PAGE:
Psalm 47:4

[ 4 minutes to read ]

“He shall choose our inheritance for us,
the excellency of Jacob whom he loved. Selah.”

~ Psalm 47:4

I have a particular Bible from which I usually read. It has a couple of markers in it that I move from day to day as I read through the passages. This morning, without much thought, I picked up another Bible, the one I use in devotions with my children. I prayed the Lord to open His Word to me and to give me direction in submitting to His will. I opened the book on the table and began cleaning my reading glasses. When I looked upon the open pages, I found I had opened to Psalm 47. My eyes were drawn to verse four, “He shall choose our inheritance for us, the excellency of Jacob whom he loved. Selah.”

The whole Psalm is about the sovereign power of God. He is named the “LORD most high” (Psalm 47:2) and “God… the king of all the earth” (Psalm 47:7). His power is seen in execution as He “reigneth over the heathen” and “sitteth upon the throne of his holiness” (Psalm 47:8). What a just power is God’s and how right it is that He sits upon His throne! “Thy throne, O God, is for ever and ever: the scepter of thy kingdom is a right scepter” (Psalm 45:6). Surely, “he is greatly exalted” (Psalm 47:9).

The application of this truth in this particular Psalm is wonderful. The directive in the opening is to His people, “O clap your hands, all ye people; shout unto God with the voice of triumph” (Psalm 47:1). God’s sovereign right and power is given as reason for this command. God’s sovereign reign is here seen as the victory and rejoicing of His people. The promise is, “He shall subdue the people under us, and the nations under our feet” (Psalm 47:3). All for which we are to “Sing praises to God, sing praises: sing praises unto our King, sing praises” (Psalm 47:6).

Now let us turn our attention more to our text. We have noted the power of God and His right to rule “over all the earth” (Psalm 47:2). His reign is not limited, but extends to all the affairs of men. He did not create a universe and merely set it in motion to move arbitrarily. He not only ‘flung the stars out into space,’ He also ‘holds them in their proper place.’ It is God “Who covereth the heaven with clouds, who prepareth rain for the earth, who maketh grass to grow upon the mountains” (Psalm 147:8). Furthermore, “He giveth to the beast his food, and to the young ravens which cry” (Psalm 147:9).

Can we question God’s intimate involvement in the order of the earth and all life upon it? “He sendeth forth his commandment upon earth: his word runneth very swiftly. He giveth snow like wool: he scattereth the hoarfrost like ashes. He casteth forth his ice like morsels: who can stand before his cold? He sendeth out his word, and melteth them: he causeth his wind to blow, and the waters flow” (Psalm 147:15-18). Here God is seen directing the forces of nature with His word, not leaving things to their own course. “He causeth his wind to blow, and the waters flow.” With what part of His creation is He not involved daily? “Behold the fowls of the air for they sow not, neither do they reap, nor gather into barns; yet your heavenly Father feedeth them” (Matthew 6:26).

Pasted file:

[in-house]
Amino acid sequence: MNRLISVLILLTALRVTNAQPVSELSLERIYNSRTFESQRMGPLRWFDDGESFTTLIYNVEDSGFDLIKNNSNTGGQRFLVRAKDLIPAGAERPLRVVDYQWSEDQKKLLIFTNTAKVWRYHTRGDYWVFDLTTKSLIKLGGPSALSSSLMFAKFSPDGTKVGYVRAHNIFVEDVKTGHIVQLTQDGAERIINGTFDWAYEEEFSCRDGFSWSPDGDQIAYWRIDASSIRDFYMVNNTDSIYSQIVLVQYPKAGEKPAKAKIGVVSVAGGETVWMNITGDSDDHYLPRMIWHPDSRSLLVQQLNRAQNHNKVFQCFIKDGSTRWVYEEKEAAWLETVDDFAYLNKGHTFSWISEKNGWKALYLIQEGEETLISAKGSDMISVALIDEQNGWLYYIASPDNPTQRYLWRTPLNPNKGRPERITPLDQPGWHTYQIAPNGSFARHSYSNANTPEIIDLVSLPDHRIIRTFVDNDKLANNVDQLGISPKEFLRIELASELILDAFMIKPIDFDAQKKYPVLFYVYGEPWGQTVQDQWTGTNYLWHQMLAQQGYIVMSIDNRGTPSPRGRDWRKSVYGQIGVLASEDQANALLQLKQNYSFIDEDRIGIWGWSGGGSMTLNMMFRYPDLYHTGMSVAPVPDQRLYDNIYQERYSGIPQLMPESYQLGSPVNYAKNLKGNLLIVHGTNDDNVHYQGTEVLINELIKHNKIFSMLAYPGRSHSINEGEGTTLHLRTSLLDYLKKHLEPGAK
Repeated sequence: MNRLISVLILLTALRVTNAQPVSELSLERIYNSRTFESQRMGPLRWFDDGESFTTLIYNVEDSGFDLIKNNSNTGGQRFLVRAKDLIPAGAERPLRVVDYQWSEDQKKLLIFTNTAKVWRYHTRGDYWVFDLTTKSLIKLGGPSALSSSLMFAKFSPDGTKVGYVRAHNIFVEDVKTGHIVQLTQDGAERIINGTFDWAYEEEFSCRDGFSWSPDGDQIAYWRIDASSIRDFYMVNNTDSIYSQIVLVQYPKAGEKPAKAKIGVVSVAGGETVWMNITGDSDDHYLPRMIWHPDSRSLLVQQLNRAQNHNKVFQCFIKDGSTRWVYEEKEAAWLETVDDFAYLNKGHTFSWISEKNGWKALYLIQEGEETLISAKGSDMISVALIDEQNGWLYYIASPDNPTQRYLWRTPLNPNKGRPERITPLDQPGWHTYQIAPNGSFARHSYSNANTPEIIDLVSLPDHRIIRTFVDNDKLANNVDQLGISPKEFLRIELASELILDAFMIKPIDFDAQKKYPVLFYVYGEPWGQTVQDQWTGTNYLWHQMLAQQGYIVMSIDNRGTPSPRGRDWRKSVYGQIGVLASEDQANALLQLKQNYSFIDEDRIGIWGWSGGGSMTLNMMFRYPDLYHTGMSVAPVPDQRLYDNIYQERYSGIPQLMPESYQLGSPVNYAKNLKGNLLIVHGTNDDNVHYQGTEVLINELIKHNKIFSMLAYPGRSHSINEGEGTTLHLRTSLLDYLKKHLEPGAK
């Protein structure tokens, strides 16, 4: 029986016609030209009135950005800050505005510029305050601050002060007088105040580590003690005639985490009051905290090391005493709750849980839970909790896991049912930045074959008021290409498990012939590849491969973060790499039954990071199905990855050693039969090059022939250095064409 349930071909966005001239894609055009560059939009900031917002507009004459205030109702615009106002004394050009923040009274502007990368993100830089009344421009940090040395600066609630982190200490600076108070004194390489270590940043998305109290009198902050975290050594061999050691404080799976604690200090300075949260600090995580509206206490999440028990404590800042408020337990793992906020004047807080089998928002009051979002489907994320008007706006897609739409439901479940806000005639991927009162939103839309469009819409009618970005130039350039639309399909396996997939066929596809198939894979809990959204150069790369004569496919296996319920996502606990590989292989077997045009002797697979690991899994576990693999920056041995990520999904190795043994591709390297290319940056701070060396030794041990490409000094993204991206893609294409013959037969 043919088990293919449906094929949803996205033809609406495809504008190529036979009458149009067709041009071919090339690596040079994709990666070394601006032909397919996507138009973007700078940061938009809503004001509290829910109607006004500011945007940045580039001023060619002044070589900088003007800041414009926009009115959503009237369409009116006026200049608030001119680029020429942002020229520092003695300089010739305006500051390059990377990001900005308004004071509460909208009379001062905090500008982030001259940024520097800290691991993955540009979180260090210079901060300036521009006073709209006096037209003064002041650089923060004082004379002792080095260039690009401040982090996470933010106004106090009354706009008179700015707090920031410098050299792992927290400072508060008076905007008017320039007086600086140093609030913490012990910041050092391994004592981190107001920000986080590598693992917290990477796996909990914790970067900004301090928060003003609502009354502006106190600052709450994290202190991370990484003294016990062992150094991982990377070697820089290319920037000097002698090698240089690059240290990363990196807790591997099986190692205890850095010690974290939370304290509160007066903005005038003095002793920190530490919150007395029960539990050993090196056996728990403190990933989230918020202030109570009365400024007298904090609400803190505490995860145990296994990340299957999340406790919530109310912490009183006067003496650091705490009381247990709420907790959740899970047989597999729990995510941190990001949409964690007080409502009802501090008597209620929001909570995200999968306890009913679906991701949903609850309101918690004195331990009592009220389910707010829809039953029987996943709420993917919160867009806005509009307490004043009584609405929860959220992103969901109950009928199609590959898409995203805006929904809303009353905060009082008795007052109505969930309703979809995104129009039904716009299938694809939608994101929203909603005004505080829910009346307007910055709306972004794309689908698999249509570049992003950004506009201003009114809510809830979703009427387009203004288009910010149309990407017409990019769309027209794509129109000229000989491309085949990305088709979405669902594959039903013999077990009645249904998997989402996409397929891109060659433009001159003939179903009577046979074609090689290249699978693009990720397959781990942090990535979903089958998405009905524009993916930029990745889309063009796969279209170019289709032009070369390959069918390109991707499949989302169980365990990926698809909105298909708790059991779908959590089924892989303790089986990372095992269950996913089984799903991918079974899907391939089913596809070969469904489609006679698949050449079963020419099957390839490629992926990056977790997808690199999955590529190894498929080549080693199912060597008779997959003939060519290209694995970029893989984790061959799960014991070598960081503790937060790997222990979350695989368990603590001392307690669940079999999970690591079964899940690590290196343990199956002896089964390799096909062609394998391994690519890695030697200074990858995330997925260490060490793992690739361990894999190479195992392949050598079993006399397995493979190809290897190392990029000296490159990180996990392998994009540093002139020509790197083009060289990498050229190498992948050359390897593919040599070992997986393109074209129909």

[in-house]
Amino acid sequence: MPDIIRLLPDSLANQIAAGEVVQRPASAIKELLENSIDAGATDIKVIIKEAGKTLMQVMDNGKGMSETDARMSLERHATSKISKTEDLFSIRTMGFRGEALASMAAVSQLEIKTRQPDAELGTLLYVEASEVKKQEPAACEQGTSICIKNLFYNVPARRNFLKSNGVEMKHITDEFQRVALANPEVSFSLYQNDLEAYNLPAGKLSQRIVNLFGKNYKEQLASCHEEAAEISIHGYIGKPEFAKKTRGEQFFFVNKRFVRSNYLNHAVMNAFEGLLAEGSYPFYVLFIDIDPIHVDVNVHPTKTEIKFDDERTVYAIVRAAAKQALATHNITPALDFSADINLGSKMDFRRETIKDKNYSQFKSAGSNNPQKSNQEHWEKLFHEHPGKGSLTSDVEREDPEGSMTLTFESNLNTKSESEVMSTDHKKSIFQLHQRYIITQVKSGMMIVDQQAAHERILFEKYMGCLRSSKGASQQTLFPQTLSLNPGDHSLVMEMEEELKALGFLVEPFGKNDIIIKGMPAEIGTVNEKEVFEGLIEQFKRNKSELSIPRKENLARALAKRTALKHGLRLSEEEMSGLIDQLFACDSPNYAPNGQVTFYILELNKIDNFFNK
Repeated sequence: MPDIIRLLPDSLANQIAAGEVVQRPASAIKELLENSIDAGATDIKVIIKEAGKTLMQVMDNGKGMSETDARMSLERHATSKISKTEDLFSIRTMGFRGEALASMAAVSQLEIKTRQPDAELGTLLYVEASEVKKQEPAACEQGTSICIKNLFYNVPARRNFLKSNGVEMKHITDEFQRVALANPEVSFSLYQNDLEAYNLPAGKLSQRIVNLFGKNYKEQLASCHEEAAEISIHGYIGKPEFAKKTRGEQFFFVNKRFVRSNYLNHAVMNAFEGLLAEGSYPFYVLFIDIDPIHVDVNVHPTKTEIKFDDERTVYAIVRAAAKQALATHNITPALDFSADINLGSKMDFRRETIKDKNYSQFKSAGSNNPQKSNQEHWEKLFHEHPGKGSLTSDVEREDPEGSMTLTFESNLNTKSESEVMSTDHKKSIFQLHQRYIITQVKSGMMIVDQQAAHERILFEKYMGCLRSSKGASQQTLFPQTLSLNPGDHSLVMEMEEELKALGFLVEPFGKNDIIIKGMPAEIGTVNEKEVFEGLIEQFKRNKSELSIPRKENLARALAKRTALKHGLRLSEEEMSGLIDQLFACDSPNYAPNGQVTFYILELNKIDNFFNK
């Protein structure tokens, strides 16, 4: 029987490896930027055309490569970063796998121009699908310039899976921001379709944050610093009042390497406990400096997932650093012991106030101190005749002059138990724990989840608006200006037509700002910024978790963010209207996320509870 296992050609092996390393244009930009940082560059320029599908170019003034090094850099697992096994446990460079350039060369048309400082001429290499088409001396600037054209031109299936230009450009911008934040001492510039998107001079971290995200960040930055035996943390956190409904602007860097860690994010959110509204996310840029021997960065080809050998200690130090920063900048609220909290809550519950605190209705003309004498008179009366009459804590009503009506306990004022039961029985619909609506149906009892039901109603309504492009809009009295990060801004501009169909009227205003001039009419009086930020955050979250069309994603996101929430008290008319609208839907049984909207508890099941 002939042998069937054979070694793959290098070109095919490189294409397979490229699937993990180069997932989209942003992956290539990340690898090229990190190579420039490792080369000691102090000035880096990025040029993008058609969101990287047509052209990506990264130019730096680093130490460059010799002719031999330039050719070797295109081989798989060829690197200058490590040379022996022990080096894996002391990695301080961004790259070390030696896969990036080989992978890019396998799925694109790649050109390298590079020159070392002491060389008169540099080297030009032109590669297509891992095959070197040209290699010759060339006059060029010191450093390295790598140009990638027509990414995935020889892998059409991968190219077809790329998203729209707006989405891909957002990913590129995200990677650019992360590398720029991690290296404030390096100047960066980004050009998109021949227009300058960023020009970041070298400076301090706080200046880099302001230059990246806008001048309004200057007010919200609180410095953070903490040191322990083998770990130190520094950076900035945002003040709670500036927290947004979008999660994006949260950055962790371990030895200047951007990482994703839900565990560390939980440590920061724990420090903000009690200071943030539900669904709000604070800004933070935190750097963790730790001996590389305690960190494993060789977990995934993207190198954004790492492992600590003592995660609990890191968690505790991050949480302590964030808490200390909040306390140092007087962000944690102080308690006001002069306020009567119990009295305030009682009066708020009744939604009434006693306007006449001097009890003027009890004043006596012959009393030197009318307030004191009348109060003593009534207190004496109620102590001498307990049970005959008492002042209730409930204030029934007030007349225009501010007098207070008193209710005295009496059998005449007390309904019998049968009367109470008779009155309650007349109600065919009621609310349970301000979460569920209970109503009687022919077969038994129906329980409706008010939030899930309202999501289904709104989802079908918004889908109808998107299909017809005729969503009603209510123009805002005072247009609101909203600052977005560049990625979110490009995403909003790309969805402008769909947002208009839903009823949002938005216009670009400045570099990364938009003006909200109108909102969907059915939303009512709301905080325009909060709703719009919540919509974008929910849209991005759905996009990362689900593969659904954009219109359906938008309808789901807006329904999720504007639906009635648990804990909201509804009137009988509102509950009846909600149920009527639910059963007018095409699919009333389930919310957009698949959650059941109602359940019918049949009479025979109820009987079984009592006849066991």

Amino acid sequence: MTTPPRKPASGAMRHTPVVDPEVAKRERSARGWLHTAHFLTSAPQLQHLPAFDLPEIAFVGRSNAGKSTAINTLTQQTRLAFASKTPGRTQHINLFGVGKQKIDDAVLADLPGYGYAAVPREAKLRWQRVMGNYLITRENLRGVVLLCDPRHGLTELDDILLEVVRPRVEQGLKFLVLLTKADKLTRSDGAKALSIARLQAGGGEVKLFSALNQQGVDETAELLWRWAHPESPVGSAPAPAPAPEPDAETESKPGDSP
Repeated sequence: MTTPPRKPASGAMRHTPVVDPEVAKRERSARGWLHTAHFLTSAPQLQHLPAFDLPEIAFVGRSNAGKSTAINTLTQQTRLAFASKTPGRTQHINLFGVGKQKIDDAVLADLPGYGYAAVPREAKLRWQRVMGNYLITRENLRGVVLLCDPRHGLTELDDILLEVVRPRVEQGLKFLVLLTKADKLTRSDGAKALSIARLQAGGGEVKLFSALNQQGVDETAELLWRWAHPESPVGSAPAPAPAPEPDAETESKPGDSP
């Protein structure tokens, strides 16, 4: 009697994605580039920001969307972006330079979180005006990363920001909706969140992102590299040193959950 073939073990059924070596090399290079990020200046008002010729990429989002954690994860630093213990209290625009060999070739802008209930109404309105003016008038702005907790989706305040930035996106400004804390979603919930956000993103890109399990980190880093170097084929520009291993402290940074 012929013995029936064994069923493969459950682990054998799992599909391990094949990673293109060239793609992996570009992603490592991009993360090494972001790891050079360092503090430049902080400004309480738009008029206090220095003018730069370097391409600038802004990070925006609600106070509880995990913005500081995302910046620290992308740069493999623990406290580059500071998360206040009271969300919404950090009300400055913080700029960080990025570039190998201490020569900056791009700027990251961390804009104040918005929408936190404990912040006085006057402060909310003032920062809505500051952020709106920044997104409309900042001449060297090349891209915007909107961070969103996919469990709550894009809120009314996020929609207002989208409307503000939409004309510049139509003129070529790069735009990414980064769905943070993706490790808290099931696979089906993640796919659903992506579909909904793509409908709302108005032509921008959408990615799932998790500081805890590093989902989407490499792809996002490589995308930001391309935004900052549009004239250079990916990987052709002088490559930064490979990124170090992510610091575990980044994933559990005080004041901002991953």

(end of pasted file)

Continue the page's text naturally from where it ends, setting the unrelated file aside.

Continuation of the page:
With all this in mind, it should seem no problem that “He shall choose our inheritance for us.” In fact, His choice is “the excellency of Jacob whom he loved.” Can we fathom that His choice would not be to our good? “The blessing of the LORD, it maketh rich, and he addeth no sorrow with it” (Proverbs 10:22).

The “inheritance” here is the gift of God to His people. It is His blessing to choose and bestow this inheritance “as seemeth good unto him” (2 Samuel 15:26). Our text has to do with our submission unto God—our submission to His perfect will. Some hold to God’s sovereignty as an excuse to live recklessly saying, “Whatever will be, will be.” However, it is a very different thing to live by faith and trust Him to “choose our inheritance for us.” The latter is to rely upon Him and relegate all of our choice to His infinite wisdom, to want only what He wants for us and to abhor what He would not allow. O to sing with Fanny Crosby:

I am Thine, O Lord, I have heard Thy voice, And it told Thy love to me;
But I long to rise in the arms of faith, And be closer drawn to Thee.
Consecrate me now to Thy service, Lord, By the power of grace divine;
Let my soul look up with a steadfast hope, And my will be lost in Thine.

David said, “Delight thyself also in the LORD; and he shall give thee the desires of thine heart” (Psalm 37:4). I do not believe this verse is saying that we will be given what we want if we delight in Him. I believe we are taught here that if we delight ourselves in the Lord, He will give us the right desires. In other words, He will cause us to want what He wants in all things. A similar thought is expressed in John 15:7, “If ye abide in me, and my words abide in you, ye shall ask what ye will, and it shall be done unto you.” The truth here is not that abiding in Christ gives us the power to make our wishes come true, but rather that God’s will shall become our will. This is why we can ask what we will, and it shall be done unto us.

In closing, let us rejoice in God’s almighty power. Let us see the sovereign will of God as our victory in “the life that now is, and of that which is to come” (1 Timothy 4:8). Let us trust Him in all things. Then we can say gladly with the sons of Jacob, “He shall choose our inheritance for us, the excellency of Jacob whom he loved.”

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